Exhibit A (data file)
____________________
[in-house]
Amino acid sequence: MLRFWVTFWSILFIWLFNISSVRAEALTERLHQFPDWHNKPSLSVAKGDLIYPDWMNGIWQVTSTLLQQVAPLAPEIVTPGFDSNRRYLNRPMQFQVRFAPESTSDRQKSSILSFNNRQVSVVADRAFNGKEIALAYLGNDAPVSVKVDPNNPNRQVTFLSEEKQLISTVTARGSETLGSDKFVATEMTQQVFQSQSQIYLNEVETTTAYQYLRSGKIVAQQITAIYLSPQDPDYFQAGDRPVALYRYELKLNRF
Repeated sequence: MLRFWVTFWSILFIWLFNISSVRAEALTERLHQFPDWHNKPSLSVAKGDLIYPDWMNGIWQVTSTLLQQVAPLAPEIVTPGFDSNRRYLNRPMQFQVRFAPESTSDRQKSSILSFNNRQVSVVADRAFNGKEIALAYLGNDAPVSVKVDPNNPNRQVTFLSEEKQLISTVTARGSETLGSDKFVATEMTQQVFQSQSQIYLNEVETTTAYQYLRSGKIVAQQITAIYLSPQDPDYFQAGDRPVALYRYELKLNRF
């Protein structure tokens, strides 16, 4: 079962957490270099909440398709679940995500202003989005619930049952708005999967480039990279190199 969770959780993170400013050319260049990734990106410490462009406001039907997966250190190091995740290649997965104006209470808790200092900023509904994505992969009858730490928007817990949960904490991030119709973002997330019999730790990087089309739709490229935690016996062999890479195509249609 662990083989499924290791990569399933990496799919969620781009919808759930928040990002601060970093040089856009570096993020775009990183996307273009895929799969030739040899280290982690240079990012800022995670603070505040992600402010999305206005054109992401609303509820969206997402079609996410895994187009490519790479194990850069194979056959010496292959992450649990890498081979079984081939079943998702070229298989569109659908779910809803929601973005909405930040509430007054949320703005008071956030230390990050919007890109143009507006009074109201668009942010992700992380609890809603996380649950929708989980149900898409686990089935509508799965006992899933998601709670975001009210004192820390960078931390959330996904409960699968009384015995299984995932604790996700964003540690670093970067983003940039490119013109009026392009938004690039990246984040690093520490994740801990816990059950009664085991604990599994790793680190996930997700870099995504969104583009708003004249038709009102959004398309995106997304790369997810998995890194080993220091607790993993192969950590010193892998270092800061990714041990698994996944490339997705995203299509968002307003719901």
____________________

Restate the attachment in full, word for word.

[in-house]
Amino acid sequence: MLRFWVTFWSILFIWLFNISSVRAEALTERLHQFPDWHNKPSLSVAKGDLIYPDWMNGIWQVTSTLLQQVAPLAPEIVTPGFDSNRRYLNRPMQFQVRFAPESTSDRQKSSILSFNNRQVSVVADRAFNGKEIALAYLGNDAPVSVKVDPNNPNRQVTFLSEEKQLISTVTARGSETLGSDKFVATEMTQQVFQSQSQIYLNEVETTTAYQYLRSGKIVAQQITAIYLSPQDPDYFQAGDRPVALYRYELKLNRF
Repeated sequence: MLRFWVTFWSILFIWLFNISSVRAEALTERLHQFPDWHNKPSLSVAKGDLIYPDWMNGIWQVTSTLLQQVAPLAPEIVTPGFDSNRRYLNRPMQFQVRFAPESTSDRQKSSILSFNNRQVSVVADRAFNGKEIALAYLGNDAPVSVKVDPNNPNRQVTFLSEEKQLISTVTARGSETLGSDKFVATEMTQQVFQSQSQIYLNEVETTTAYQYLRSGKIVAQQITAIYLSPQDPDYFQAGDRPVALYRYELKLNRF
């Protein structure tokens, strides 16, 4: 079962957490270099909440398709679940995500202003989005619930049952708005999967480039990279190199 969770959780993170400013050319260049990734990106410490462009406001039907997966250190190091995740290649997965104006209470808790200092900023509904994505992969009858730490928007817990949960904490991030119709973002997330019999730790990087089309739709490229935690016996062999890479195509249609 662990083989499924290791990569399933990496799919969620781009919808759930928040990002601060970093040089856009570096993020775009990183996307273009895929799969030739040899280290982690240079990012800022995670603070505040992600402010999305206005054109992401609303509820969206997402079609996410895994187009490519790479194990850069194979056959010496292959992450649990890498081979079984081939079943998702070229298989569109659908779910809803929601973005909405930040509430007054949320703005008071956030230390990050919007890109143009507006009074109201668009942010992700992380609890809603996380649950929708989980149900898409686990089935509508799965006992899933998601709670975001009210004192820390960078931390959330996904409960699968009384015995299984995932604790996700964003540690670093970067983003940039490119013109009026392009938004690039990246984040690093520490994740801990816990059950009664085991604990599994790793680190996930997700870099995504969104583009708003004249038709009102959004398309995106997304790369997810998995890194080993220091607790993993192969950590010193892998270092800061990714041990698994996944490339997705995203299509968002307003719901």